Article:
Rain, outside. Currently listening to Millie Vernon’s That Old Feeling, and feeling swingy. I haven’t given enough verbal weight to the importance of smooth jazz to my creations. Its silky notes have a way of churning the cogs up there. The rain is helping, too.
Cheesecake, cheesecake! Inspired by none other than my favourite Ben&Jerry’s ice cream flavour as a child. Am I the only one who thought it was better than every other flavour they had? Phish food was fine, Cherry Garcia was an atrocity only because I had no appetite for cherries in any form at that age, the banana thing was a no. It was a picky phase, I could only stick to solid chocolate and cheese sort of flavours, and anything nutty or fruity was sacrilege. Except for strawberry cheesecake.
I approach most vegan cheesecake recipes with caution. Cashews and coconut? The furthest things from that signature dairy taste? I think not. But this one proved me (and will hopefully do the same to you) wrong. A good soak of your cashews will yield a fine, smooth texture, similar to your typical New York cheesecake, I promise. I kept this one base-less to keep the focus on the pure filling, but you can use this crust if you wish. That crust is also featured in my recipe for a classic vegan cheesecake, if you wish to try a proper baked one instead. It’s good to remind oneself of why it’s important to use more plant-based foods and proteins in anything you cook and bake. Just look at the power of cashews, the main star of this event:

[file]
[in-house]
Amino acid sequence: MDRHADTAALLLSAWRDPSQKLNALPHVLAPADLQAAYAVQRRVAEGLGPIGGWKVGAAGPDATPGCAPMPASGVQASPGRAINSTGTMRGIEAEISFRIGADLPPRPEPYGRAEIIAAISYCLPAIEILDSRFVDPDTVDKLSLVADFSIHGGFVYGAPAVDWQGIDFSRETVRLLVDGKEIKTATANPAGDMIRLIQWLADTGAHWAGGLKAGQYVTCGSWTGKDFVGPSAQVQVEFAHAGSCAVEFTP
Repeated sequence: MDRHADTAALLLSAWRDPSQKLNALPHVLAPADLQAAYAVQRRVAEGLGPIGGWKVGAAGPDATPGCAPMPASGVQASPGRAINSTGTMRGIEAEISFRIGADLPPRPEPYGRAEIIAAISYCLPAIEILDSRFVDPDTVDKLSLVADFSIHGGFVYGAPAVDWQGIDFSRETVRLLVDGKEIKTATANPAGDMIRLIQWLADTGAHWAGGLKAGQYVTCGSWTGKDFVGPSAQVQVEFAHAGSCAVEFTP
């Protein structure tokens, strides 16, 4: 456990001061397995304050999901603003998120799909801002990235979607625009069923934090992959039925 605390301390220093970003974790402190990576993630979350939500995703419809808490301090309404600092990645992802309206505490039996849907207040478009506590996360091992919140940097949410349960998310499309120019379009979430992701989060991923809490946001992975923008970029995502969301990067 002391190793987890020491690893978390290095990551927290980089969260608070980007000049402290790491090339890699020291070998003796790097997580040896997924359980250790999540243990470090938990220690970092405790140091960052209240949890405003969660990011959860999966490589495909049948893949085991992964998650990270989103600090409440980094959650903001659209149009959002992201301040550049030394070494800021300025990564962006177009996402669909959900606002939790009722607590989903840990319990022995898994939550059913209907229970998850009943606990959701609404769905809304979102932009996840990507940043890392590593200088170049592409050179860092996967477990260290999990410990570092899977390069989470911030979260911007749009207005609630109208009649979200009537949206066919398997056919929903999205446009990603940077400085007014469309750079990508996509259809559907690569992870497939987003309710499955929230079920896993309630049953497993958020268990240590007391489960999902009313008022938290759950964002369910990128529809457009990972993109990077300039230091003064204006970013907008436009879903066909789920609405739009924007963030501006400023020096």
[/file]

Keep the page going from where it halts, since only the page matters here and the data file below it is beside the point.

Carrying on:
- They are almost a quarter total protein
- 62% of its fats are monounsaturated, and have less fat than most other nuts
- They are brimming with a sort of flavonol that starves cancer tumours
- They help manufacture enzymes involved in the formation of haemoglobin and collagen, and are therefore key in skin and hair health
- I keep forgetting that full stops don’t belong in bullet points
So you see, I guess this whole cashews-not-milk-plus-save-cow-exploitation sort of headspace isn’t so bad. The better you blend all this up, the better your result. You really want it to be as smooth and creamy as possible. What’s great about this recipe is also that i’s no-bake, which means it satisfies all you lazy bakers (me included sometimes).
250g raw cashews, soaked overnight or for a couple of hours in lukewarm water, and drained. You can leave the cashews in the fridge or on the counter. Alternatively, you can add boiling water to the cashews and let this sit for half an hour before using.
1/2 tsp turmeric
1/2 tsp fine salt
120ml lemon juice, freshly squeezed from about 3-4 lemons
1 tsp vanilla extract or vanilla bean paste
80ml maple syrup
60ml vegetable oil (sub: melted vegan butter/melted coconut oil)
3 heaped tbsp coconut yoghurt or any yoghurt you like (sub: applesauce or milk)
3 heaped tbsp strawberry jam
Blend all ingredients except for the jam in a high-speed, powerful blender. Continue to blend until you get a smooth, pale consistency. It should be thick and runny. Pour the filling into a bowl, add the strawberry jam and then use a spatula to fold the jam in, creating a ripple effect. Tip this into a 8 or 9-inch cheesecake pan with a removable bottom and place it into the freezer to set.
*To create the swirly effect as you can see above, take the cheesecake out of the freezer after 30 minutes, and run a small knife or spatula in the formation of a spiral from the outside to the inside. You may get this all messy the first time, especially as the cheesecake starts to thaw, but don’t worry, the fact that the cheesecake thaws easily means it’s also easy to scrap whatever pattern you’ve done and start again. You can also put the cheesecake back in the freezer and take it out 10 minutes later to re-mold whatever pattern you want. Enjoy with coconut yogurt and strawberry jam.